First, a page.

Some wonder what metal fabrication will look like in a post-COVID-19 world.

According to The Fabricator:

“We’re in the ‘not exactly a rally’ chapter of the COVID-19 recession. That’s according to Lou Zhang, chief data scientist at MachineMetrics, a Northampton, Mass.-based company that offers machine monitoring technology, such as uptime tracking, across various manufacturing sectors. Its data is about as recent as you can get. Activity data reported during the company’s webinar on Tuesday presented machine-run-time data from just the previous day.

“Chapter 1: Mid-January to Mid-April. Zhang divided the recession into three chapters, the first beginning in early February when many manufacturing sectors were ready to reach record highs of utilization. Then came the shutdown in March, with automotive and other sectors performing a dramatic plunge as factories shut down and the lockdown took hold. By March, certain sectors—medical devices and IT infrastructure among them—kept humming along, but they were in the minority.

“Chapter 2: Mid-April to June 30. Zhang called this the ‘uneven recovery.’ Medical manufacturing, which had declined only slightly since March, continued its upward climb. Auto dealer incentives were at an all-time high, planting the seeds for a recovery. Meanwhile, industrial machinery manufacturing and contract manufacturing kept churning along steadily, but at a much lower level.

“Chapter 3: June 30 to Now.This is Zhang’s ‘not exactly a rally’ period. Automotive manufacturing accelerated upward, then flat-lined around mid-August. In fact, activity in nearly every sector Zhang tracked, including contract manufacturing, flat-lined around the same time period. “The industry is in wait-and-see mode,” Zhang said, adding that COVID-19 has introduced a new reality: Future activity will hinge greatly on the virus as well as policy decisions made by state and local governments.

“Also during the webinar, Jerry Foster, chief technology officer of Troy, Mich-based Plex Systems, a cloud ERP provider, presented his findings about year-to-date manufacturing production activity, based on customers’ interaction with Plex software (barcode scans, moved inventory, shipments, etc.). He essentially reported a broad “U,” with North American manufacturing activity plunging and then regaining strength nearly to pre-COVID-19 levels. For Plex customers in Europe and (especially) Asia, the rebound hasn’t been quite so dramatic.

“Presenters emphasized that the data, though extremely current, comes from customers—a representative sample of the industry at large, but not a random one. (For broader coverage, the webinar also included a presentation from Chad Moutrey, chief economist of the National Association of Manufacturers, whose findings mirrored thoseof MachineMetrics and Plex in many respects.) Even so, the presentations point to two trends that might shape the post-COVID-19 future of metal fabrication and manufacturing in general.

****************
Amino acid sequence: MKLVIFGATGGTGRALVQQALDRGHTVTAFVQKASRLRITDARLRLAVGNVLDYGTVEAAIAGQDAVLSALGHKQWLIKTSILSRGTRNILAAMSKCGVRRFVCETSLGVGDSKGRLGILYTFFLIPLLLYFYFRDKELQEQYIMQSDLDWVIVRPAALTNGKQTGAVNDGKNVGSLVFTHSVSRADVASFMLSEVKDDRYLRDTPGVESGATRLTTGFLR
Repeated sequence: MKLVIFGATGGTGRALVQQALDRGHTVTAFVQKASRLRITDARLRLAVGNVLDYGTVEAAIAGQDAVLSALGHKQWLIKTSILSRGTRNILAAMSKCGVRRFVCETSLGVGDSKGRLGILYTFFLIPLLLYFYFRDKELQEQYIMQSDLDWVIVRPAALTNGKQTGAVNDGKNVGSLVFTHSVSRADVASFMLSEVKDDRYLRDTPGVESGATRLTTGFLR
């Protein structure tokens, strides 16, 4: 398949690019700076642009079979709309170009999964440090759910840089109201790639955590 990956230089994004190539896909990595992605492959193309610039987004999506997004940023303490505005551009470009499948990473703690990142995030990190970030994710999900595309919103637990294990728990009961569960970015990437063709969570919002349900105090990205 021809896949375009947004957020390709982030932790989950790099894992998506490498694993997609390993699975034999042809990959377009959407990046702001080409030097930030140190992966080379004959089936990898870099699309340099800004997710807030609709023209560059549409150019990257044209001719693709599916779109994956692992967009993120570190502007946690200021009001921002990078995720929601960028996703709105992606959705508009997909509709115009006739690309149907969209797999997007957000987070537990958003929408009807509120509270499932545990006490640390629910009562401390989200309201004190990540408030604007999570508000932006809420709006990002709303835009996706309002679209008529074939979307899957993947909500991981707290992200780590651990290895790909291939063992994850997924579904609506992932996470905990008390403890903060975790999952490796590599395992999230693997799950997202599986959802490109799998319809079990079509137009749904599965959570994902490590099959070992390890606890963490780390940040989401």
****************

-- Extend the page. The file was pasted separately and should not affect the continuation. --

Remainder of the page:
“First, immediate data collection and interpretation will become table stakes in manufacturing. Data interpretation will guide internal strategic planning and will be what makes a supply chain truly transparent.

“Second, when it comes to people, location will matter less. All the data-gathering MachineMetrics and Plex do occurs remotely. There’s no need to physically visit the plant and check in on the machine, at least if you want to know whether it’s running or not.

“Beyond MachineMetrics and Plex, many others offer various technologies that make remote work extraordinarily effective. If you want to know how a machine is running, camera systems and various sensor technologies can help. So can augmented reality, virtual reality, simulation of custom automation lines, and more. The technology isn’t new; VR, AR, and process simulation has graced the halls of FABTECH for years. But COVID-19 will almost surely accelerate their adoption.

“Years from now the pandemic might be looked upon as the point where information technology really shifted into high gear, sending ripples (or sometimes tsunamis) to other industries. When location matters less, commercial aviation looks very different, as well as virtually everything else tied with business travel. So will the hunt for top talent, since IT effectively allows people to live anywhere with a good internet connection.

“That said, people are still people, and even the COVID-19 era might not be strong enough to overcome our natural resistance to change. And COVID-19 won’t mean an end to “real” (not virtual) events that spur serendipity, be it the unexpected meeting or knowledge gained at a conference, trade show, or plant tour. And within companies, the gemba walk (looking for waste) on the shop floor isn’t going anywhere. Neither is the need for technical expertise in cutting, bending or welding. But could that fly-in meeting be handled over video chat?

“The virus surely will push the post-COVID-19 society in new directions. The best metal fabricators, rich in data, will adapt and thrive.”

Original Source